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Electronic Medical Records: From Clinical Decision Support to Precision Medicine


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Electronic Medical Records: From Clinical Decision Support to Precision Medicine

  1. From Clinical Decision SupportTo Precision Medicine ELECTRONIC MEDICAL RECORDS
  2. Cleveland Clinic 1300 bed main hospital 9 Regional Hospitals 54,000 admissions, 2 million visits Group practice of 2700 salaried physicians and scientists 3000+ research projects Innovative Medical School 30 spin off companies Office of Patient Experience
  3. Lethal Lag Time It takes an average of 17 years to implement clinical research results into daily practice Unacceptable to patients Can Electronic Medical Records and Clinical Decision Support Systems change this?
  4. Electronic Medical Records Comprehensive medical information Images Communication with other physicians, medical professionals Communication with patients 3 million active patients, 10 years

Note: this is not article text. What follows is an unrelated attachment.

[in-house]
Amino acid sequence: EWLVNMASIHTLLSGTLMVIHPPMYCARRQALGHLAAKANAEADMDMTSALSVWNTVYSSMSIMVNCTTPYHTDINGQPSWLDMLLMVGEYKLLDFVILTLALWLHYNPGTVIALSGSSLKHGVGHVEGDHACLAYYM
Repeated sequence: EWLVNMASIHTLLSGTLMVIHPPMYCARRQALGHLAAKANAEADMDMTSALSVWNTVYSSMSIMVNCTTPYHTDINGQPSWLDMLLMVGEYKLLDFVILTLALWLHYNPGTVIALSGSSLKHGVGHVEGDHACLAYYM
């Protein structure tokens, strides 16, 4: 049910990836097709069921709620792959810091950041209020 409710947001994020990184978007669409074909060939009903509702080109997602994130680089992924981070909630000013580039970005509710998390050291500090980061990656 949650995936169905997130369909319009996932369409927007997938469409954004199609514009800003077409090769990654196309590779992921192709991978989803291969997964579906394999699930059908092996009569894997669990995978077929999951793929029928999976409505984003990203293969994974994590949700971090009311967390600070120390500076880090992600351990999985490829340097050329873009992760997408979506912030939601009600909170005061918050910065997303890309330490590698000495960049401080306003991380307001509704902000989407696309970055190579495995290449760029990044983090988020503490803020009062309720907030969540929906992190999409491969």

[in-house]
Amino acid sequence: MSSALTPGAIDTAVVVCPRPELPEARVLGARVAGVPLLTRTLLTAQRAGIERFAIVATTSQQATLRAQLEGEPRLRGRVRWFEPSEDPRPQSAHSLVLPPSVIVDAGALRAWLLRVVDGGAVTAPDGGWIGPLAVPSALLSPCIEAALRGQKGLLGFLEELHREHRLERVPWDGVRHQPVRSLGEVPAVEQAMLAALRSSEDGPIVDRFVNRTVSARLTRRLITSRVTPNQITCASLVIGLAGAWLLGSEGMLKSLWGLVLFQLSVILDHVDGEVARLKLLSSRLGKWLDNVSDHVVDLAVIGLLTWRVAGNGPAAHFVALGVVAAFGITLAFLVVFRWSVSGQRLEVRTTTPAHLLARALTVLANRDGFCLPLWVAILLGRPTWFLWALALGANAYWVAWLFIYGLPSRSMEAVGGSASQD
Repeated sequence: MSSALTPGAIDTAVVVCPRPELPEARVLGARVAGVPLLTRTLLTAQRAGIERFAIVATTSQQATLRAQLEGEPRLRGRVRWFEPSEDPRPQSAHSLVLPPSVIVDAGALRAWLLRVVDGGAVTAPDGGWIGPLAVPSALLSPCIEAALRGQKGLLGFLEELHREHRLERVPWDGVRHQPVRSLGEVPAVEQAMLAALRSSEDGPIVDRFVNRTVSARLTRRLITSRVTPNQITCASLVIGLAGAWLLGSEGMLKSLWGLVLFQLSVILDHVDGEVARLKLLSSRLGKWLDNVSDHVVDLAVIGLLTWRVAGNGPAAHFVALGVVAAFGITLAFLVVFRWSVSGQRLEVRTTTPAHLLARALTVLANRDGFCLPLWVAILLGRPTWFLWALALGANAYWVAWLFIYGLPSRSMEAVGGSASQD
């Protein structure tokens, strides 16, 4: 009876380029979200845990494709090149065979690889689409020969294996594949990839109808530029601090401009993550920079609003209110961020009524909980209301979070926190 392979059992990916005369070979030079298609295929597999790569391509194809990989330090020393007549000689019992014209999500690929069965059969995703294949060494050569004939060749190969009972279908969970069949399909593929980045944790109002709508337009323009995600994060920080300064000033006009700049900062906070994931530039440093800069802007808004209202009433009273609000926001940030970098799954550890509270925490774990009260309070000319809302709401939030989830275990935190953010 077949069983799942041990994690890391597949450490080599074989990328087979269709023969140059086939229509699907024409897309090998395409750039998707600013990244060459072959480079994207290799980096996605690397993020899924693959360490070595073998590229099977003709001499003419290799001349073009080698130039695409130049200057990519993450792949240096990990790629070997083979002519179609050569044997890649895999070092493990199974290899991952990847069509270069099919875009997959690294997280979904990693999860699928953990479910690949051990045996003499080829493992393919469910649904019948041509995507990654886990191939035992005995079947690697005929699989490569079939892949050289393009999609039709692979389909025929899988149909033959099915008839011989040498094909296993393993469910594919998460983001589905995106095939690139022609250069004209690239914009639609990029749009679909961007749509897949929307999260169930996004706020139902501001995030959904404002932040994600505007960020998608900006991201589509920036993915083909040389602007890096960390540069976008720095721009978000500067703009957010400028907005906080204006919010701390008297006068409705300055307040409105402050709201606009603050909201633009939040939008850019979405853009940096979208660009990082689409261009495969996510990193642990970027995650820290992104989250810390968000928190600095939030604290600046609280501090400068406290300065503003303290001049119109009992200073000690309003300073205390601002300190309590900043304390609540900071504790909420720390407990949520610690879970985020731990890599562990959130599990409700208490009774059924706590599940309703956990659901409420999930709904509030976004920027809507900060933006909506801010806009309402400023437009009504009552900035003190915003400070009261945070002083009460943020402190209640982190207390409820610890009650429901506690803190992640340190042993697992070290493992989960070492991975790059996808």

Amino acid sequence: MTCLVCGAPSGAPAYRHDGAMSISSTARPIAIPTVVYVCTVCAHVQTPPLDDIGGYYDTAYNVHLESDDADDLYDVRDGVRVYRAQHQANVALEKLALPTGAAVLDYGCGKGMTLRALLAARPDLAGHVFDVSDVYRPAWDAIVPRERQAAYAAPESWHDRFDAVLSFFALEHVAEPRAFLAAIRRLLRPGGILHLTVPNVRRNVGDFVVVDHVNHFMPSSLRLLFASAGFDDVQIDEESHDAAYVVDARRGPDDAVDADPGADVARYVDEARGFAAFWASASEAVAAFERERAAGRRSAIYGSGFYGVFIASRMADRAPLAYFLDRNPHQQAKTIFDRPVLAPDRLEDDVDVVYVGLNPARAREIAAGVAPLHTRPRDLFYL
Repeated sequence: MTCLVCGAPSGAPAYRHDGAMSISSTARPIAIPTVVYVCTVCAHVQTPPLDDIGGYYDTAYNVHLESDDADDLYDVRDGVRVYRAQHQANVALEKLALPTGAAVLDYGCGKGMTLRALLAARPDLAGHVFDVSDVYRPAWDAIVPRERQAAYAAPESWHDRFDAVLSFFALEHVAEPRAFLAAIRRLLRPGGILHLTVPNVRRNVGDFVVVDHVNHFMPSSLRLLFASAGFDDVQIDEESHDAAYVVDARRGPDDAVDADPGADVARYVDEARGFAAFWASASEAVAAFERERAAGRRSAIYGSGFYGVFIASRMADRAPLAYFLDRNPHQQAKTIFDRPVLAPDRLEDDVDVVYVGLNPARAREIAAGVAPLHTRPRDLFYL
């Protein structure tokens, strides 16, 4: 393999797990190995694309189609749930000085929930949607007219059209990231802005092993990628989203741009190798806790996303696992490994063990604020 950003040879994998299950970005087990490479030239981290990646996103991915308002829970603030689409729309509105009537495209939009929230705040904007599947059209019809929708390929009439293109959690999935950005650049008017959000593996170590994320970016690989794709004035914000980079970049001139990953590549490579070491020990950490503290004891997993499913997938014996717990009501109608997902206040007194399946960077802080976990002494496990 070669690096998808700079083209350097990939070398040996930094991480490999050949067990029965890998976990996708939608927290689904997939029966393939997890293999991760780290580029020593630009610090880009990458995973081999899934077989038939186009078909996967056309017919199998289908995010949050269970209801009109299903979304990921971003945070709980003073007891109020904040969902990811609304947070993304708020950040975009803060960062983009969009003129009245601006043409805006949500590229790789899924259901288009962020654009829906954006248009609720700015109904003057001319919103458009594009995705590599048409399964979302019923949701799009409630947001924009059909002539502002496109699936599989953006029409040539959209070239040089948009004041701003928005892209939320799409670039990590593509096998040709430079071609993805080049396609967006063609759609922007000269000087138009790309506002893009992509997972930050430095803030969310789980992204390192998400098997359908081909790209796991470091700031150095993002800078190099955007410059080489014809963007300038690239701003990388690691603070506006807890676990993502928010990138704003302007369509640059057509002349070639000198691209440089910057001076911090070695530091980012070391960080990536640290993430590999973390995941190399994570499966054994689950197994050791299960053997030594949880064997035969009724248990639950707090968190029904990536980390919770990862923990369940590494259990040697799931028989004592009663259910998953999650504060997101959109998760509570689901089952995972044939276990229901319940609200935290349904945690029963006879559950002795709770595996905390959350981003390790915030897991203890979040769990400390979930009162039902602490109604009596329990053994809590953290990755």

5. EMR Inputs and OutputsInputs EMR Tools Outputs• Clinical • Alerts Secondary Use• Labs • Best practices • Data sets• Devices • Smart sets • Registries• Remote monitoring • Workflow • Quality reports• Pt outcomes • Communication to• Omics other• Social media? providers, patients
  6. Clinical Workflow Workflow
  7. Clinical Decision Support Process for enhancing health-related decisions and actions with pertinent, organized clinical knowledge and patient information to improve health and healthcare delivery. Information recipients can include patients, clinicians and others involved in patient care delivery ision.asp
  8. Like a GPS, CDS suppliesinformation tailored to the current situation, and organized for maximum value.
  9. Diagnostic Cockpit
  10. CDS Example: Order Sets